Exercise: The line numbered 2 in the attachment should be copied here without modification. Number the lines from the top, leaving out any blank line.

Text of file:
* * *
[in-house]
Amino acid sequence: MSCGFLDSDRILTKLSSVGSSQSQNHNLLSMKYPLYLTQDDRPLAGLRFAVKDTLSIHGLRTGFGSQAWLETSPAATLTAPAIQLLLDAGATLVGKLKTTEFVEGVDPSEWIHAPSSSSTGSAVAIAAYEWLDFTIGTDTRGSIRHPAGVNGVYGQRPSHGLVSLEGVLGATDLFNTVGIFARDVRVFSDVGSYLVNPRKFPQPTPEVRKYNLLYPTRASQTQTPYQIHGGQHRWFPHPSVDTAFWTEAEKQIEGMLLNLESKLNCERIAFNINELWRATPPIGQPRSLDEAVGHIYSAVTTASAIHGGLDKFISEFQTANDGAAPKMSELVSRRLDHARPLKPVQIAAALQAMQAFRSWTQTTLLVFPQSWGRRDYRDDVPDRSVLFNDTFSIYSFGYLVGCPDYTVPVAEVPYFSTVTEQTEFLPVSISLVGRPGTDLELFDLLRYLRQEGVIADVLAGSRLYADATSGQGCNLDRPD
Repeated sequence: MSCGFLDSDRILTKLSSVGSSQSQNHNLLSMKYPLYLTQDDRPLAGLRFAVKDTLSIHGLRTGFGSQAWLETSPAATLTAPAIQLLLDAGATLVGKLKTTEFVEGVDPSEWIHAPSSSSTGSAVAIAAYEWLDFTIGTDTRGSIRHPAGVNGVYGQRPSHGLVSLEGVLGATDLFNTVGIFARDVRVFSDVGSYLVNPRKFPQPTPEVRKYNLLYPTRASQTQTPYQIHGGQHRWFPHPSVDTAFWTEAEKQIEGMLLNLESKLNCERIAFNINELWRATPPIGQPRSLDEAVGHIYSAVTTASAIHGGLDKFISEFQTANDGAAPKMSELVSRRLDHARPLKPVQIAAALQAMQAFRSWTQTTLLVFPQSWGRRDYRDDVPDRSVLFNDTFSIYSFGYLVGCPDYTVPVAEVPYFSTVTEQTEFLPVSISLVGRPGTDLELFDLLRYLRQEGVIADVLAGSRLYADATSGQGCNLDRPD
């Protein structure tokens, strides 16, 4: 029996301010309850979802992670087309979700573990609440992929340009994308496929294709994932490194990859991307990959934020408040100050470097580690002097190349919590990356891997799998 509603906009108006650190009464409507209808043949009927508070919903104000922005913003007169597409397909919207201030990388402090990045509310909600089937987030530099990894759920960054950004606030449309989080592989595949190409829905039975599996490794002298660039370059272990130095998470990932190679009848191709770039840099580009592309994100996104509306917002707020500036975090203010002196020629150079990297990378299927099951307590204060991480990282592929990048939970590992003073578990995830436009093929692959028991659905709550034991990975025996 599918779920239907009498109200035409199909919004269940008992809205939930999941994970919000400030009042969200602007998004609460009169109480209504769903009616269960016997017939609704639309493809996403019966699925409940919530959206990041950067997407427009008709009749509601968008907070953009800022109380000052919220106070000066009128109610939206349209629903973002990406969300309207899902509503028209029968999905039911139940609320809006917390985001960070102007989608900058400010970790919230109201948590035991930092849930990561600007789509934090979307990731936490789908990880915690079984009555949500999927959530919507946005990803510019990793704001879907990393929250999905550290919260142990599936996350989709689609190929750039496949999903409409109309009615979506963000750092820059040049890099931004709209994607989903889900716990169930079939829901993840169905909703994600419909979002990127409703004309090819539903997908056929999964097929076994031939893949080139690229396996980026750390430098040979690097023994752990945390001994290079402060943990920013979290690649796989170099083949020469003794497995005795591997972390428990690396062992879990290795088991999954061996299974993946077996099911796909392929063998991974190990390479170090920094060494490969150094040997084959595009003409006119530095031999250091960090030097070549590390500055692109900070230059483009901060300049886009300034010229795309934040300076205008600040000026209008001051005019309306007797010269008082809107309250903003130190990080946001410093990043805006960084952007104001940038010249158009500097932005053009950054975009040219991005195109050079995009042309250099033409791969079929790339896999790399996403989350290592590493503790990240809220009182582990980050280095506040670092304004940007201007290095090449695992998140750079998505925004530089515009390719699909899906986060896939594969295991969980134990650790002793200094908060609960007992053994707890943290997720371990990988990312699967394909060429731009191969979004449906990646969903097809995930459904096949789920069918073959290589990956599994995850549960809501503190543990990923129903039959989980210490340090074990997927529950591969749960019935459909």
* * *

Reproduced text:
Amino acid sequence: MSCGFLDSDRILTKLSSVGSSQSQNHNLLSMKYPLYLTQDDRPLAGLRFAVKDTLSIHGLRTGFGSQAWLETSPAATLTAPAIQLLLDAGATLVGKLKTTEFVEGVDPSEWIHAPSSSSTGSAVAIAAYEWLDFTIGTDTRGSIRHPAGVNGVYGQRPSHGLVSLEGVLGATDLFNTVGIFARDVRVFSDVGSYLVNPRKFPQPTPEVRKYNLLYPTRASQTQTPYQIHGGQHRWFPHPSVDTAFWTEAEKQIEGMLLNLESKLNCERIAFNINELWRATPPIGQPRSLDEAVGHIYSAVTTASAIHGGLDKFISEFQTANDGAAPKMSELVSRRLDHARPLKPVQIAAALQAMQAFRSWTQTTLLVFPQSWGRRDYRDDVPDRSVLFNDTFSIYSFGYLVGCPDYTVPVAEVPYFSTVTEQTEFLPVSISLVGRPGTDLELFDLLRYLRQEGVIADVLAGSRLYADATSGQGCNLDRPD